Of all the projects I've proposed or worked on for GlusterFS, New Style Replication (NSR) is one of the most ambitious. It has two major goals:
Improved handling of network partitions
Improved performance, both normally and during repair
Personally, I consider the improved partition handling to be the more important problem. NSR's predecessor AFR continues to be plagued by split-brain problems, with new reports on the mailing list almost weekly, despite many claims over the years that this tweak or that tweak will make those problems go away forever. Most other people seem to care more about performance. Fortunately, the two goals do not conflict. Often, as we shall see in a moment, the same techniques that are good for one are also good for the other.
NSR is deliberately designed to be like many other (especially database) replication systems that are known to work pretty well, which means it's very unlike AFR in two particular ways.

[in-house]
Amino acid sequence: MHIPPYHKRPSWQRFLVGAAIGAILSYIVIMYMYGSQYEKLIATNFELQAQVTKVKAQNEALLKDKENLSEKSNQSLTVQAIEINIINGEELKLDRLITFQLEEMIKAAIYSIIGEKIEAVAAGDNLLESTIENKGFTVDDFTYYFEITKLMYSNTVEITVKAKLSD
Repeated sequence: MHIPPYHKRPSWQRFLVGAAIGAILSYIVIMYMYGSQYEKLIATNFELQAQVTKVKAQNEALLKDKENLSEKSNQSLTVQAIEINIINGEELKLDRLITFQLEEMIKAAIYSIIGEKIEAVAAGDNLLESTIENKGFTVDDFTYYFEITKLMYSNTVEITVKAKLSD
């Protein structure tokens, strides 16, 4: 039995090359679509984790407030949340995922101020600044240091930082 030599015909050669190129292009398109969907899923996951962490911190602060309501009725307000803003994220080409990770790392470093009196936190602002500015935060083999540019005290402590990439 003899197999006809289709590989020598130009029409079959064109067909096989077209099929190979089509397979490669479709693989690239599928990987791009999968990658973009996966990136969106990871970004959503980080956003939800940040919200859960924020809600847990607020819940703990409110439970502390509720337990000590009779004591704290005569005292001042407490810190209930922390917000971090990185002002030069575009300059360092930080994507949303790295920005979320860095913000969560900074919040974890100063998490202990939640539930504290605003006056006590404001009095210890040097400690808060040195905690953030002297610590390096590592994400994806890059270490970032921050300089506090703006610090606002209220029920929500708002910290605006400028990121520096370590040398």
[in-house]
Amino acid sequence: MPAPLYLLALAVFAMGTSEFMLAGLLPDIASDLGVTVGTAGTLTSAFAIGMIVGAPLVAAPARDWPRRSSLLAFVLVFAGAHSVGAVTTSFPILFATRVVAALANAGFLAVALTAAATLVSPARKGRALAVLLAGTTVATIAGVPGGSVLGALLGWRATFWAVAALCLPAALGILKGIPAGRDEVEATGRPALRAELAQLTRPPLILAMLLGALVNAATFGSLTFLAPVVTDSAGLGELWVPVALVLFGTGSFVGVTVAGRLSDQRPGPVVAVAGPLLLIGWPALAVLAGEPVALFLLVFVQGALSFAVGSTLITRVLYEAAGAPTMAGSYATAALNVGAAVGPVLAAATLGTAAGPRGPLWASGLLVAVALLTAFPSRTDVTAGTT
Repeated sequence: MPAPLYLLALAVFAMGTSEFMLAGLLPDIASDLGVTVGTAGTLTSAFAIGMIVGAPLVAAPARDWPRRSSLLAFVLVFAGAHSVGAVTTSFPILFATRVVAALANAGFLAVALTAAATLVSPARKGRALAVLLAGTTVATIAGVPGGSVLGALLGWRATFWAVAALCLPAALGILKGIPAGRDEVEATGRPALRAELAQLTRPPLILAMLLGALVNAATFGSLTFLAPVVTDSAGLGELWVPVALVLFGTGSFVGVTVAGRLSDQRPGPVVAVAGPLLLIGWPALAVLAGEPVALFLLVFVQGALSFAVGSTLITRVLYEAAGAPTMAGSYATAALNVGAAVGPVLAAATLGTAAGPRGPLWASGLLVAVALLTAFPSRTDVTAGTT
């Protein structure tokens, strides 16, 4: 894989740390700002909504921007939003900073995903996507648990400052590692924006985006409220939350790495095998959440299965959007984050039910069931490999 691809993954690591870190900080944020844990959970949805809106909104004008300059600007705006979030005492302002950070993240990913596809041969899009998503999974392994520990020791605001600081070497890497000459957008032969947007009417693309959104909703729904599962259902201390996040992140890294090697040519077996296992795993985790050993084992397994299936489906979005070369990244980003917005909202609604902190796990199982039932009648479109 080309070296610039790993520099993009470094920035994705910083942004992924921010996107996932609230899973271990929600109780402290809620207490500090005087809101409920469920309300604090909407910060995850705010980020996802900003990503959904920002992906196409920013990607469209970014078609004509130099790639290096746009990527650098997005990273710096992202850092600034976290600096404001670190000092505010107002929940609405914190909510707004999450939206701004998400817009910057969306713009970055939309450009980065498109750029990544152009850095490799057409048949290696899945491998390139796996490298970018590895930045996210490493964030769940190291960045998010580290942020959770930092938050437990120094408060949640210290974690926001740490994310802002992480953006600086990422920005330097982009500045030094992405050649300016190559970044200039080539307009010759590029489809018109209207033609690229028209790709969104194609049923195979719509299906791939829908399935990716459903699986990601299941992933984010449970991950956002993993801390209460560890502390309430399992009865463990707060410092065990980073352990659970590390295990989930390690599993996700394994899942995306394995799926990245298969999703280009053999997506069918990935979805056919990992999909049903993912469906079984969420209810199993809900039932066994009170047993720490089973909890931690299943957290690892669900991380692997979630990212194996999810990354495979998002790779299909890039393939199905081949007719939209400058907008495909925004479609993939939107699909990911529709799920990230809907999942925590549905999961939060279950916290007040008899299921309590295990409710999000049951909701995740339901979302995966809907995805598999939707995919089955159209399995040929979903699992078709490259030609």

Replication is driven by a leader (server), which in our case is temporarily elected to the role, instead of directly from clients.
Change detection and replica repair are done using a log, instead of per-file markings augmented by an index of recently changed files.
To illustrate the first difference, here are some slides from my 2014 Red Hat Summit talk.
This is where we start to see how our two goals are compatible. Even though the main reason to use chain/leader based replication is to gain better control over what happens during a network partition, it also turns out to be good for performance. For one thing, it reduces coordination overhead to that needed for leader election and failure detection. That's tiny, compared to the coordination that has to happen for every write in the fan-out approach. Basically, we amortize that overhead over a gigantic number of writes, so the per-write cost is next to nothing.